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Tin Man EXPORT Paperback – January 1, 2017
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The only character of any interest; Dora, the mother, who threatens to kill her husband if he takes down her picture disappears after the first few pages. And quoting Whitman's, "Captain, my Captain ..." several times reduces Whitman rather than raises the novel.
Ellis and Michael meet at age 12 and develop a deep and special bond, slowly falling in love with one another. But then years later Ellis marries Annie and Michael gradually fades from their lives.
In the present narrative, Ellis is a 45-year-old widower, lonely and mourning the loss of the two people who mattered most to him.
Tin Man is about what happened in the time between—and how Ellis ultimately finds the strength to move forward. At his lowest, he finds some of Michael’s old journals, and discovers how Michael spent those absent years. Through these journal entries, the full picture is slowly revealed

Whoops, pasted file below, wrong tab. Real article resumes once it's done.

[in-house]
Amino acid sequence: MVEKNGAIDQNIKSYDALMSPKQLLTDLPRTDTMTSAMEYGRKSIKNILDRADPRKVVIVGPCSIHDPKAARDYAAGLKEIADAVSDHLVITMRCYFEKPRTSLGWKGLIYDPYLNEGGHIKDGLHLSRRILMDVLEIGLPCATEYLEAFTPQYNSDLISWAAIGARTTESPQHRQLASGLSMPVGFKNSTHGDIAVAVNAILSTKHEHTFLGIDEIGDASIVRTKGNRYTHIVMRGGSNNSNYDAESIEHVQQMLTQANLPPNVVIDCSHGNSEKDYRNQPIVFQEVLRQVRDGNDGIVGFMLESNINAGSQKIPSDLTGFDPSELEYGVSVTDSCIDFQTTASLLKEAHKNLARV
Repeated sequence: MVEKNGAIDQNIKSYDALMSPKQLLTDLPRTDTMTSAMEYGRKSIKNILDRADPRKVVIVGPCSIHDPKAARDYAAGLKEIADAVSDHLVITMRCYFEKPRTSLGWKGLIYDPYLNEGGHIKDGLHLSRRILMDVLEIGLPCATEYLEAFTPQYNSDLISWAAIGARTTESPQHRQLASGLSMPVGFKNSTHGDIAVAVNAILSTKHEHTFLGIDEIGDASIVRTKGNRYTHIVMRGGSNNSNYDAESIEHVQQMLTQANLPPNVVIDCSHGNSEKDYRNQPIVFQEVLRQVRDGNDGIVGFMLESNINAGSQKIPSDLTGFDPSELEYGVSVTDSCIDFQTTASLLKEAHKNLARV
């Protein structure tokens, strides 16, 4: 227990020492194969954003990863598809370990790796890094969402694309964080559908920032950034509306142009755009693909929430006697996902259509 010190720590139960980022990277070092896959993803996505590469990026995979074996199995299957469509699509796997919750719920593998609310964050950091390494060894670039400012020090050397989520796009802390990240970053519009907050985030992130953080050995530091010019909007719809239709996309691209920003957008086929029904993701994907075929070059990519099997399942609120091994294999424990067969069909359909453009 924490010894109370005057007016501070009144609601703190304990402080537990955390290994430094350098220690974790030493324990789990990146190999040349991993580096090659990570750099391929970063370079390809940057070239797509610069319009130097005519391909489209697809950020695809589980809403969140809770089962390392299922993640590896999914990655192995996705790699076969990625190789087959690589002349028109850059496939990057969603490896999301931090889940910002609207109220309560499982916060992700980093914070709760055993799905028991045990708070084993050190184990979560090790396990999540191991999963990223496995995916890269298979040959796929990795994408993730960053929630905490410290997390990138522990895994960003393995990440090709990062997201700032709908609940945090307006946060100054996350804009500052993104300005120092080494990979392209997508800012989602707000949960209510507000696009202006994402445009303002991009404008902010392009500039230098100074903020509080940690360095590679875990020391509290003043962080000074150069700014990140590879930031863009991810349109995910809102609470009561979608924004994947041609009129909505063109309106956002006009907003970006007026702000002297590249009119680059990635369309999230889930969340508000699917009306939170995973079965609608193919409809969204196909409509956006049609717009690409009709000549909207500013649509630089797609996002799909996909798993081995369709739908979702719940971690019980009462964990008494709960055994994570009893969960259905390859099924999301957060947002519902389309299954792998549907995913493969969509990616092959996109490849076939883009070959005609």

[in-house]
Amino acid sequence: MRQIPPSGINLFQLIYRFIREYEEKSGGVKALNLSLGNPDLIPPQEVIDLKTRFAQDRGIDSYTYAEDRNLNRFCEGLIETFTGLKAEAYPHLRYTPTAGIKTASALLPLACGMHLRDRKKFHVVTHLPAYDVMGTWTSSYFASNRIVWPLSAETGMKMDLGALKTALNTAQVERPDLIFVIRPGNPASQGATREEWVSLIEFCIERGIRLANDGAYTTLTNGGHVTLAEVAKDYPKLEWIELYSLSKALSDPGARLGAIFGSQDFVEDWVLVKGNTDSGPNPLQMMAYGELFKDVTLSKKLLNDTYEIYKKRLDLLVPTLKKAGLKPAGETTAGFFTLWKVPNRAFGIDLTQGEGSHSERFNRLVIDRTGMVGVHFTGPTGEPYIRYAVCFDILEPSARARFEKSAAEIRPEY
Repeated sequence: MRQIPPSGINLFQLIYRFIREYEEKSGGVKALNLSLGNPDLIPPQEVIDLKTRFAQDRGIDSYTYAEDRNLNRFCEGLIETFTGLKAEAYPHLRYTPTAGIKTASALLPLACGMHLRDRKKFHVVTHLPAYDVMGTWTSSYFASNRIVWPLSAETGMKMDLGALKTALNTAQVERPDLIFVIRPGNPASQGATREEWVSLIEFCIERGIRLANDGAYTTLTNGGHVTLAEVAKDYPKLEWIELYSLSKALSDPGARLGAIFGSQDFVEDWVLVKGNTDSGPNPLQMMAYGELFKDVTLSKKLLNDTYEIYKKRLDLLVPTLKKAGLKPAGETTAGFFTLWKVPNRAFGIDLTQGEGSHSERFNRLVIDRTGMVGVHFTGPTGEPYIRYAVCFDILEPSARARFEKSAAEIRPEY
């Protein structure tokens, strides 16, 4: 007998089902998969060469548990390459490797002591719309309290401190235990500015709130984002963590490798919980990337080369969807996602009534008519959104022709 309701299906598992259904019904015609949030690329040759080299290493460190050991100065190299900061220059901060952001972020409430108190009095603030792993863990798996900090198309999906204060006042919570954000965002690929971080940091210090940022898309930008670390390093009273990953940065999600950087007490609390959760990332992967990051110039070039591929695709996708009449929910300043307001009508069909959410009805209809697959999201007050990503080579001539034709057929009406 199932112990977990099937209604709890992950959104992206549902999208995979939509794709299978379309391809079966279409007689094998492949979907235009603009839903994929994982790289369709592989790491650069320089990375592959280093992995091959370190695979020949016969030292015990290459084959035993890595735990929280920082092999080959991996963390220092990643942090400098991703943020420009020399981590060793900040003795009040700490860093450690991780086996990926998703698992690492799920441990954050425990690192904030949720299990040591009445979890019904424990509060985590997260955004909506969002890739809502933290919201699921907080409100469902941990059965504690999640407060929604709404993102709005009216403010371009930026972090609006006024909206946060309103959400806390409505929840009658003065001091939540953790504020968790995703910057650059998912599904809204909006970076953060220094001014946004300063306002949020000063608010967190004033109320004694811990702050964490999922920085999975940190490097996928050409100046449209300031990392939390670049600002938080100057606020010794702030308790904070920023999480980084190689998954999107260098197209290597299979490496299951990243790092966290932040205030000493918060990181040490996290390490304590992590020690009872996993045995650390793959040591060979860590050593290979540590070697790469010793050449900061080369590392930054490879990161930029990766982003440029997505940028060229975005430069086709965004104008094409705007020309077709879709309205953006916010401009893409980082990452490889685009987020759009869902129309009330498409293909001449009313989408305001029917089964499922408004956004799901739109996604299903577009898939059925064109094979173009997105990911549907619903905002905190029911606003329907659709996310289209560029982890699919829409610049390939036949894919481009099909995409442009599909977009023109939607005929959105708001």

It’s refreshing to come across a book like this with characters who genuinely love and cherish each other. The common tropes of bitter jealously and betrayal are absent here, in spite of the complex relationship dynamics.
Winman’s prose is infused with bittersweet, melancholy nostalgia. Her characters find hope and love in the small moments that make up a life. For such a compact novel, there’s no shortage of joy, heartache and love in its many forms.
Two English boys fall in love and into intimacy during the time of AIDS. Most of the novel is divided into two large sections, each focused on one of the boys, with the other boy in the near-background. The story, of course, cannot end happily, but the unhappiness is deep and inhabits the whole book. As does the idea of beauty. “Men and boys should be capable of beautiful things” proclaims one of the three compelling women at the center of this book. But older and younger women are also capable of beautiful things, and to me it was astonishing - bordering on the unbelievable - that these three - a grandmother a mother and a wife - should so actively support and underwrite the boys’ love. “Go find him,” the wife of one of the boys, now middle-aged and discontented, tells her husband.